“As we witness a number of policy initiatives under the banner of ‘diversity’, the ‘guarded’ tolerance in the desire for difference carries in the unspoken small print of assimilation a ‘drive for sameness’. Through these processes the kind of questions that are asked as well as the voices that are amenable to being heard within the regular channels of the art world, academia, or other fields of work, can become seriously stunted.” (Space Invaders: Race, Gender and Bodies Out of Place, 2004)
This digital invasion of the cultural industries has forcibly opened up a space of difference without compromise and industry gatekeeping. One participant runs her business entirely through the SADD space and has relied on it heavily to gain recognition and get work, promoting herself specifically as a South Asian tattoo artist:
“I used my Instagram as my portfolio when I was looking for tattooing apprenticeships, and I was lucky enough to have found the apprenticeships I had because of Instagram. I used to be an apprentice at the studio I now own and they had offered me a job there because they saw and liked my work on Instagram.”
Participants have stated that they have gotten art and writing commissions, exhibitions, collaborations and job opportunities off the back of the SADD space and they also make a point of supporting each other through it:
“I’ve been able to connect with some really lovely people locally because of it and have been able to show up to events that were exclusively advertised on IG and learn about a lot of underrated hyperlocal culture that I felt needed visibility as well.”
Staying culturally true to yourself, connecting with others like you, not giving in to dominant whiteness and still financially succeeding by way of bypassing traditional gatekeepers is undeniably empowering for members of the SADD space.
However, it could be argued that this space, as a social media platform could be described as a cultural industry, whereby the processes of cultural production of British South
Asian identity are not without their problems. Under the racial neoliberal address, there is a call for a shift from the politics of representation to a politics of production (Anamik Saha, Race and the Cultural Industries, 2018), the constraints of which appear largely invisible within the SADD space. On a platform like Instagram, you can feel like you are in control of the processes of production behind your self-representation without having to question it further. This is a platform that has approached participants to sell products, that exists on an economy of likes and sponsorship deals and I think to not interrogate these processes of capitalist production further is to do a disservice to Stuart Hall’s conception of a politics of representation – we mustn’t forget the political. When we do, we begin to see the essentialising effects of the neoliberal processes of production, churning out what we believe to be our own truths, as one participant puts it:
“There’s this South Asian monolithic nation project happening out there which I think is something that I’m quite cautious about because I think that growing up in this country, a lot of South Asians, you’re growing up with loads of people from diasporas and to self – exoticise yourself sometimes because it does go to that at points, there is a real risk because with this collective consciousness which is coming about on Instagram, there is a convergence of more niche people into this bigger aesthetic in order to get recognition to be a part of that project.”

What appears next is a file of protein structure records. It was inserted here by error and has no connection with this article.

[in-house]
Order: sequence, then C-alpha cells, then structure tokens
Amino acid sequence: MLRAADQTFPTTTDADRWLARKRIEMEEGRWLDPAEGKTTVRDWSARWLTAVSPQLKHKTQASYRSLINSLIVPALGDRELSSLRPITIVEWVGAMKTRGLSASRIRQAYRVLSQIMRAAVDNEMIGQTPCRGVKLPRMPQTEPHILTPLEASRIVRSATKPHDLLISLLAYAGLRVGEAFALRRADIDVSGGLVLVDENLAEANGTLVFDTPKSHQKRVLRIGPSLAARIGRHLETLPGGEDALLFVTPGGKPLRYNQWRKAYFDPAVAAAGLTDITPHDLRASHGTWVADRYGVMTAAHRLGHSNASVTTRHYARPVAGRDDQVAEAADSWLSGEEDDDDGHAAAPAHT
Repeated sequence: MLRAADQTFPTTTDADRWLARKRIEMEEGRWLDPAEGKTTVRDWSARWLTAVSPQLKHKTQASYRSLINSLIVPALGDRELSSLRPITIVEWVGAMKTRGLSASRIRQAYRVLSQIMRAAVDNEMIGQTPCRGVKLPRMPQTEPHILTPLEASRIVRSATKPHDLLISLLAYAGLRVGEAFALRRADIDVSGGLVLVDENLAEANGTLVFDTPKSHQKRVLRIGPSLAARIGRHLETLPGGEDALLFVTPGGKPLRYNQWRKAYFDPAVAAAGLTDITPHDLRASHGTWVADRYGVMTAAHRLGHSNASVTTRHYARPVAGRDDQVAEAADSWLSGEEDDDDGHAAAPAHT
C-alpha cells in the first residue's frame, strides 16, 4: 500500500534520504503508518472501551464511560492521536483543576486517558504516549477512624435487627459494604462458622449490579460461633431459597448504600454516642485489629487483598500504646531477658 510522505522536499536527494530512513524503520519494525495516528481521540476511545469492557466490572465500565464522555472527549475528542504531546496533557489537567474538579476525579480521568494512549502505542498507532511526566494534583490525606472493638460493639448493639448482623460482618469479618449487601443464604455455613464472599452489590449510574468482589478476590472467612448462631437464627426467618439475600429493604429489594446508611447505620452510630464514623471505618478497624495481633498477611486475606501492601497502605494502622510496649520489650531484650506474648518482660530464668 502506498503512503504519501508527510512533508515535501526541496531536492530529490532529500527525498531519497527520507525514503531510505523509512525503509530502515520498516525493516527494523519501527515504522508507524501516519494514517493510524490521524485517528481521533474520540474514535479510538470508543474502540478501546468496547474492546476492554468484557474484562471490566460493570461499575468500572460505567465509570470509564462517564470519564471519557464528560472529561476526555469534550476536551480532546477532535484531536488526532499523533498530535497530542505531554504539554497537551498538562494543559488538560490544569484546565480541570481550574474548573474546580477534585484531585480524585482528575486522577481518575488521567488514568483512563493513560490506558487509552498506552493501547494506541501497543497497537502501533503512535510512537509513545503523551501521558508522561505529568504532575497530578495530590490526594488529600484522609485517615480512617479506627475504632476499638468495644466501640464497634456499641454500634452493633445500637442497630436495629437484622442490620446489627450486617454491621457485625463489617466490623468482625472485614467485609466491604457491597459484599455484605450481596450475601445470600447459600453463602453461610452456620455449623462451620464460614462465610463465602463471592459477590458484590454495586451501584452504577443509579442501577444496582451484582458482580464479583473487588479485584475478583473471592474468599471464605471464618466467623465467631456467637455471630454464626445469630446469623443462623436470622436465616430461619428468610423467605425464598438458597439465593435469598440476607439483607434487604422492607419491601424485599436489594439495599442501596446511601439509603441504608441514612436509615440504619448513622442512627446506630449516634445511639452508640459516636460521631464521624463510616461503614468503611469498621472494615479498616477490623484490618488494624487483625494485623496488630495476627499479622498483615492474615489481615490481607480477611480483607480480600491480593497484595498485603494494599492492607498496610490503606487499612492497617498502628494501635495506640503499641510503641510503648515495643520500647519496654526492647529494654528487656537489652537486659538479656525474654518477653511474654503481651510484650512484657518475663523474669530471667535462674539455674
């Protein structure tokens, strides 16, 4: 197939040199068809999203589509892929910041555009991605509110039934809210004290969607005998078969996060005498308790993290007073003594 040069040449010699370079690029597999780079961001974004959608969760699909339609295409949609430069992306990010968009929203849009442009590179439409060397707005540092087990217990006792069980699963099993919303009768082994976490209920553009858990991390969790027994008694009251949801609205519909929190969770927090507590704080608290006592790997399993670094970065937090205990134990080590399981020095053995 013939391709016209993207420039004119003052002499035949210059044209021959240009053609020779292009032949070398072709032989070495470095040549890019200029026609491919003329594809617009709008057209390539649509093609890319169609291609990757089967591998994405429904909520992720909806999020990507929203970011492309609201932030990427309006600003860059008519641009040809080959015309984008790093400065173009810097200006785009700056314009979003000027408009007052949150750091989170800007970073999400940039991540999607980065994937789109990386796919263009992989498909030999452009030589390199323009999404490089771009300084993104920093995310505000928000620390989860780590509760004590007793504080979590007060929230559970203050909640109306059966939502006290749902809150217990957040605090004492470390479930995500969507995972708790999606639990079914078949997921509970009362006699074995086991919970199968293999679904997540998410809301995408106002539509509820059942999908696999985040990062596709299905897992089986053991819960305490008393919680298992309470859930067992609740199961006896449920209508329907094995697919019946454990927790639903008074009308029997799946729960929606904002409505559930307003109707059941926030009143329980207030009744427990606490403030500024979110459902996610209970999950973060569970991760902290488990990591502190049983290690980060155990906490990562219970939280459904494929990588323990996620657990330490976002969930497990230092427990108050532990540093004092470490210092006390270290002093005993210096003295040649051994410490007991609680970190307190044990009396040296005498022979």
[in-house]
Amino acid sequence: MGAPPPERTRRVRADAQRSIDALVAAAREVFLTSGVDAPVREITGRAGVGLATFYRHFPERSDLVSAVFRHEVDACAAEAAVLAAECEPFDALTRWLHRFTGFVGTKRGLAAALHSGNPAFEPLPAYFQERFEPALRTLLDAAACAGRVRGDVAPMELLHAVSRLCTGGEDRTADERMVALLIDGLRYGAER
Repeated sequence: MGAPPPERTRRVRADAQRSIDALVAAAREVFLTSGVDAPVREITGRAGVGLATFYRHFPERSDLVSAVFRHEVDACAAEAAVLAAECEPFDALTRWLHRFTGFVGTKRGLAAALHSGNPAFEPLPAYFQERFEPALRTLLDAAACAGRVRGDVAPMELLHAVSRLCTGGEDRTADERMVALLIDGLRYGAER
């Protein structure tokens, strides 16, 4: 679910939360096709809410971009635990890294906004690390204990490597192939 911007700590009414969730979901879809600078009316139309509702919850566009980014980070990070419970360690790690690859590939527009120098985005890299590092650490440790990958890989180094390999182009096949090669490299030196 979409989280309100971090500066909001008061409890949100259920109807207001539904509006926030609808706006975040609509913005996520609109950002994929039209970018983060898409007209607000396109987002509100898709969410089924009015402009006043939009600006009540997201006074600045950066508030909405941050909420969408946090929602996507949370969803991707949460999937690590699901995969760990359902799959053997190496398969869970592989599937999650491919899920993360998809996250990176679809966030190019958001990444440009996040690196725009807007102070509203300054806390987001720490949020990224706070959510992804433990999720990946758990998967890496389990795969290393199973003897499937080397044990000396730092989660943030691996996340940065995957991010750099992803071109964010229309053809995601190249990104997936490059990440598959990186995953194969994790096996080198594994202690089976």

The convergence of South Asian religious and ethnic identities within the SADD space (usually Hindu/Punjabi and middle-class), removes the potential for a radical politics of representation, but this essentialism is not lost on some participants who inhabit the SADD space, which is promising.
Conversely, these processes of production are significant to users because the aforementioned religious and patriarchal barriers present much more of an oppression compared to that of capitalist neoliberal processes of production, which offer a type of safety and freedom to allow participants to be honest without major consequence. As recognised by some participants, these neoliberal forms of self-representation do not offer a long-term solution to systemic oppressions, but it also cannot be denied that the SADD space can be an affirming space for many of its users; this positive response from one participant is a reminder that ultimately we are all searching for ways to belong:
“It makes so much difference to know there are also other south Asians living alternative lifestyles, helping and supporting one another. Giving visibility to and sharing content from these accounts is important to me because I’m trying to be the person I needed when I was younger.”
"The conjuncture which saw the desegregation of the American south"
3rd February 2018 / Article
By: David Edgar
"The conjuncture which saw the desegregation of the American south"
3rd February 2018 / Article
The First Stuart Hall Public Conversation: Opening Talk
By: David Edgar
The conjuncture which saw the desegregation of the American south
"The conjuncture which saw the desegregation of the American south"
Fifty years ago this January, the South Vietnamese Chief of Police shot dead a young man in a check shirt, at point blank range, in the streets of Saigon. For me, at 19, the photograph of this event had a double meaning. Of course, it showed starkly the casual brutality of the regime which the Americans were propping up. But it showed something else. The young man in the check shirt was not an innocent bystander, caught up in a stop and search raid. He was an officer in the National Liberation Front. He had been fighting – and killing – as part of the NLF’s Tet –or new year offensive, which fought its way to the outskirts of the US Embassy itself, threatening the headquarters of the mightest military machine on earth.